Although it sounds a bit barbaric and horrifying….. this stepping on the head and pulling the chicken is actually (we feel) the best way to kill a chicken. It is super easy. It is fast. It is not stressful. It is not messy. You don’t have to worry about “slitting” the throat in exactly the right spot. You don’t have to worry about suffering and pain on the chicken. You won’t have to purchase, mount or clean any kill cones. You won’t get covered in a shower of splattering blood. You just step on the head and pull. Done.
The killing station is the fastest and easiest. It takes 2 seconds. Kill it.
After it dies there will be “after effects” where the nervous system is freaking out and the bird flaps and goes a little crazy. We have killed chickens many different ways & they always wig out right after the deed is done.
The best way to handle this (we think) is just to hold it by the feet near the ground until it quits moving. If you used the “step on the head and pull” technique you are basically in this position already, just hold the chicken there until it stops moving.
No backflips into the woods. No dead, headless chicken chasing small children around the farm. No blood splattering all over you and the barn and anything else within 15 feet (this was our experience with “kill cones”).
If you just hold it steady near the ground there’s no mess. It will be over in just a few seconds.
This also allows the bird to “bleed out.”
Optional: After it’s a goner you can hang it upside down so it can finish bleeding out. We have found that this isn’t always necessary. After we pull off their heads & hold them near the ground, most of the blood has already taken care of itself.
A time when it may come in handy to have a place to hang these guys would be if your “killing” person is faster than your “defeathering” person. If the chickens start to back up on you, it’s nice to have a clean place for them to “hang out” until you can get to them.
It’s time to get the feathers off.
If your chicken died from a throat slitting or a gun shot and it’s head is still attached – you’re gonna want to remove it. It is going to get in the way.
Once you have a decapitated bird, dip it in simmering water. This is going to make the plucking a super easy chore.
You don’t want to skip this step. The water should be about 145 degrees. This is hot enough to “scald” the skin without “cooking” the chicken.
We dunk our birds in the pot for a slow 10 -15 count. Moving the bird up and down in the water will ensure all the skin is saturated. When they come out of the water the feathers magically slide right off the bird. It’s quite amazing. You don’t need a de-feathering device. Hands work just fine.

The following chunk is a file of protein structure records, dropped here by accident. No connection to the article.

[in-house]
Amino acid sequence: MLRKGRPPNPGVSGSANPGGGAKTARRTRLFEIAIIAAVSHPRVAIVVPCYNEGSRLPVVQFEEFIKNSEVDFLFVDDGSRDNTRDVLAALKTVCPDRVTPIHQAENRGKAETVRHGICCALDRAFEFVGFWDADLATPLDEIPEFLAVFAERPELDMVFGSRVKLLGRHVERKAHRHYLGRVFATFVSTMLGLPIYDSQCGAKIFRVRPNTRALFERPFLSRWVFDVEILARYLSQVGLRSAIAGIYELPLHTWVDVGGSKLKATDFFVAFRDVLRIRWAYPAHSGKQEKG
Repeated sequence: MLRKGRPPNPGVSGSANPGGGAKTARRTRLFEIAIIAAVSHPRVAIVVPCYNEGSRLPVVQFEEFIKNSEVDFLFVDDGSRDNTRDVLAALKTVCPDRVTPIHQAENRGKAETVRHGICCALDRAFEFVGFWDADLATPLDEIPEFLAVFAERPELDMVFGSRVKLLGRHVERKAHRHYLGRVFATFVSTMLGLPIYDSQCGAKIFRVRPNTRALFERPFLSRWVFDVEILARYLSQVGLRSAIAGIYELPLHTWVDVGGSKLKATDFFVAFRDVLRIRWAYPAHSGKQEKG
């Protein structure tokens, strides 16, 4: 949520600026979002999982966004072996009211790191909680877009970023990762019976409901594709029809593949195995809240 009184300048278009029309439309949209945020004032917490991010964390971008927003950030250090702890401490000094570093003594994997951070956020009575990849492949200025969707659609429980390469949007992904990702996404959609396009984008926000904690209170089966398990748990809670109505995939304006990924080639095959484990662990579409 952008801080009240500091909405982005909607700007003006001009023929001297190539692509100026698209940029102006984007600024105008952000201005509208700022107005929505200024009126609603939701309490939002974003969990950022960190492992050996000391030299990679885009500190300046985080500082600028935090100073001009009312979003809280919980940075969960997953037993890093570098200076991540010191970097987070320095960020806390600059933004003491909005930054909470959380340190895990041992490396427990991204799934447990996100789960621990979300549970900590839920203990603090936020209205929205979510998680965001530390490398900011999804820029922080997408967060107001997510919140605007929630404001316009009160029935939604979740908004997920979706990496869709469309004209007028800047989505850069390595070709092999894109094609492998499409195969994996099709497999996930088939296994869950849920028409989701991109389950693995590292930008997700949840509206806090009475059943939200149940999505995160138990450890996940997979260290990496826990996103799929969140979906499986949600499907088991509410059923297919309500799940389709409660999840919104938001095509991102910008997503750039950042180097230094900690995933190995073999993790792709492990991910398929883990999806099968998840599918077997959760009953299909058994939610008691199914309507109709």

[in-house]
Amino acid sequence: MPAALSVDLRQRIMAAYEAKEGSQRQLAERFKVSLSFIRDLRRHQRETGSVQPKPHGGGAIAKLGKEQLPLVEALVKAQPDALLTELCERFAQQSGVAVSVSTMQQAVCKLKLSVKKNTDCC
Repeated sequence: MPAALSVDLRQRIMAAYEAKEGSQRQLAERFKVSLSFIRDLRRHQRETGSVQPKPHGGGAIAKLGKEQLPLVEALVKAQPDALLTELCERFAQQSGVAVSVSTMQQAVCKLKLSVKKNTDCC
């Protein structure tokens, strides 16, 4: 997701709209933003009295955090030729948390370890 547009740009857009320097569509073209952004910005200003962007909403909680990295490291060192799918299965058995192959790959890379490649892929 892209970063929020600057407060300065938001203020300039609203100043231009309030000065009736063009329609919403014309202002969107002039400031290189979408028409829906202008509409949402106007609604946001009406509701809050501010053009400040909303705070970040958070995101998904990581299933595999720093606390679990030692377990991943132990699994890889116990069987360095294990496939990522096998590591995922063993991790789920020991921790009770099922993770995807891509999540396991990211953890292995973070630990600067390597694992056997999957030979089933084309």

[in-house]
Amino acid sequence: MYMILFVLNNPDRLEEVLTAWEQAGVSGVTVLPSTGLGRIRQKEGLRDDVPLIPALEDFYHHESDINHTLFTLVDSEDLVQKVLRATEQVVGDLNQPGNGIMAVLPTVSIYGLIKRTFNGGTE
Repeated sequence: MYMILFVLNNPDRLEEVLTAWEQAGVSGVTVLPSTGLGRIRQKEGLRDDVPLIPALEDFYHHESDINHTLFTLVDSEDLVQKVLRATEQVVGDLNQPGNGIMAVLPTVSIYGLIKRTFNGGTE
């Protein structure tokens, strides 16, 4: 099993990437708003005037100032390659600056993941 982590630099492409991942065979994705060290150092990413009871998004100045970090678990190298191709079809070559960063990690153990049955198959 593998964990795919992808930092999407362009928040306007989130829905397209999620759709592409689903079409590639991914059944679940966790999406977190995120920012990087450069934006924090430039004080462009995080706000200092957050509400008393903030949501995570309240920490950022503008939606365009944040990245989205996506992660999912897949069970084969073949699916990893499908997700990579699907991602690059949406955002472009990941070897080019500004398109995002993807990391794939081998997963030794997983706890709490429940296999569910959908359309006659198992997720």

Just work fast – once those wing feathers cool they are hard to get out. Pluck Pluck Pluck.
I can pluck a chicken in a couple of mintues if it’s been scalded. It’s really easy.
If you have the slowest plucker in the world, and he doesn’t get the feathers out fast, they will solidify back into place as the chicken cools. When this happens you can re-dunk the chicken in the simmering water to loosen things up again. This is not ideal, but I thought I’d mention that we sometimes do this when our children are helping.
A friend of ours brought this thing over the day we butchered our last batch of meat chickens. It was an attachment that went on a drill. Rubber fingers that spun really fast when you hit the trigger on the drill. It was fun to use – but totally not necessary. We have processed chickens without this doomahicky for years.
I really don’t think it saved us any time. I would rather slide the feathers off with my hands.
Remove inside parts.
This is when a nice, clean work space comes in handy.
We have used a giant, upside down stock tank with a door sitting on it. Worked fine.
We have also used a high work table (pictured above). It was a much more comfortable option.
You can see that we have plenty of space to work. We have bowls filled with ice to put the hearts /livers/ gizzards/ necks/ or other parts you are saving into. We have buckets under our work space to catch feathers, crops and guts. We have all of our tools at hand. This is the ideal set up.
To remove the inside parts:
You can do this from 2 positions.
Lay your bird on a flat workspace (like the table pictured above) or
Hang your bird from something
Here’s the deal – the table is the best way to go.
The table more comfortable. If the table is waist high you will be comfortable, relaxed & able to process hundreds of birds. Holding your hands out in front of you body for 4 hours while you process dangling chickens may will give you neck, back and all sorts of pain.